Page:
Through the philosophy of technological determinism, Marx describes how technology shapes history. The way people use and value technology shapes the society they live in. It changes the way people interact with nature, money and people. In his words, “The hand mill gives you the society with the feudal lord; the steam mill, society with the industrial capitalist.” 

So what kind of society does social media give us? When you consider social media as a tool of its own, it’s arguably the most widely-used one in the world, with over 800 million active users on Facebook alone. We are living in a new kind of world that consists of people who have physical and virtual lives, and some social media theorists suggest they have merged together to create an augmented reality

There’s been a lot of popular discussion about the impact that social media has made in society. People freak out about privacy policies. They become addicted to gaming apps and Facebook notifications. Twitter has been used on multiple occassions as the driving force behind uprisings (for better and for worse). But, as far as I can see, academia has yet to jump to the task of evaluating what it all means for our present and future. 

It’s obvious that social media is important; it is the new tool that’s shaping the world we live in - but how so? That’s the question I want to explore within the framework of my senior thesis project: the relationship between social media and communities. And to get to the heart of this relationship, I have a whole lot of questions. Here are a few:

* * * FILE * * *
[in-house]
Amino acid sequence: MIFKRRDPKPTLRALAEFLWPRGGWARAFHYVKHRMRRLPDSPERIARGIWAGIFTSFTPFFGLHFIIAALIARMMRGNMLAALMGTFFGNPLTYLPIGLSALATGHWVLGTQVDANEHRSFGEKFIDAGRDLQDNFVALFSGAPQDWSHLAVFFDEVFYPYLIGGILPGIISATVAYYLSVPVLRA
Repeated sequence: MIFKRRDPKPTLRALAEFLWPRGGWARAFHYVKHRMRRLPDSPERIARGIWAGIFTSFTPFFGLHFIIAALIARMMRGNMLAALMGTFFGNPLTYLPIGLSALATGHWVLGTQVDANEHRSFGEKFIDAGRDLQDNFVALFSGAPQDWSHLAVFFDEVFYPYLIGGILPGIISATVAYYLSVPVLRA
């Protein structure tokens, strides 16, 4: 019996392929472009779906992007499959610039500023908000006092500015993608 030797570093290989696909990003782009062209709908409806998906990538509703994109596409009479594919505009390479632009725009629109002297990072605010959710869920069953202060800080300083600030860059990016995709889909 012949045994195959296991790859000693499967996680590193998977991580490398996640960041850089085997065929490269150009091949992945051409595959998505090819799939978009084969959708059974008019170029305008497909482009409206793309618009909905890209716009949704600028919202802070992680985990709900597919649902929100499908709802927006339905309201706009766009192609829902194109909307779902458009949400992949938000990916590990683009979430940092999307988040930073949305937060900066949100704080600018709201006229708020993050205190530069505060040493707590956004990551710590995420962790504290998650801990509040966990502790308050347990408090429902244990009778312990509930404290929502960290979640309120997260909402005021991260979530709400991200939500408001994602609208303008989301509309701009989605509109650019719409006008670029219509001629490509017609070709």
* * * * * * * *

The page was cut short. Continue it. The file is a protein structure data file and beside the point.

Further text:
• How do Twitter and Facebook change the way we relate to our friends, family, colleagues and acquaintances? 
  • What is the importance of notifications and digital interaction? (Especially when looking at the impact of the Facebook NewsFeed and the rise of Tumblr as a popular blogging platform.) 
  • How do changes in science and technology affect what it means to be human? (This one’s taken from the mission statement of MIT’s Program in Science, Technology and Society.) 
  • Can we put an empirical value on community impact, and why would that be important? 
  • How do we characterize the feedback loop between producers and consumers in a digital landscape?
  • How does social media help communities do what they want to do better?
  • How has the Internet redefined the relationship between control and trust to create platforms of digital democracy? 
  • What is the impact of digital journalism? And does it undermine bureaucratic hierarchies by relying on curation, link backs and crowd-sourced information?
  • What changes will capitalism undergo now that mass markets have reformed themselves into fragmented masses of niche markets that can easily be viewed online? And how is this important to the way that consumerism impacts gender, race and SES?
  • Does access to more information and more social networks make us more intelligent?
  • Is there a new protocol for transparency from big organizations - particularly government? 
  • Have we reached the end of privacy? And what do we value about privacy in the first place? 

This blog is a means to explore these questions and get feedback from people who are equally passionate about social media. I’m not an expert; I’m an enthusiast. I’m open to constructive criticism and new ideas. Think of this as the open-sourced lit review of my senior thesis. 

You can read William S. Shaw’s interpretation of technological determinism here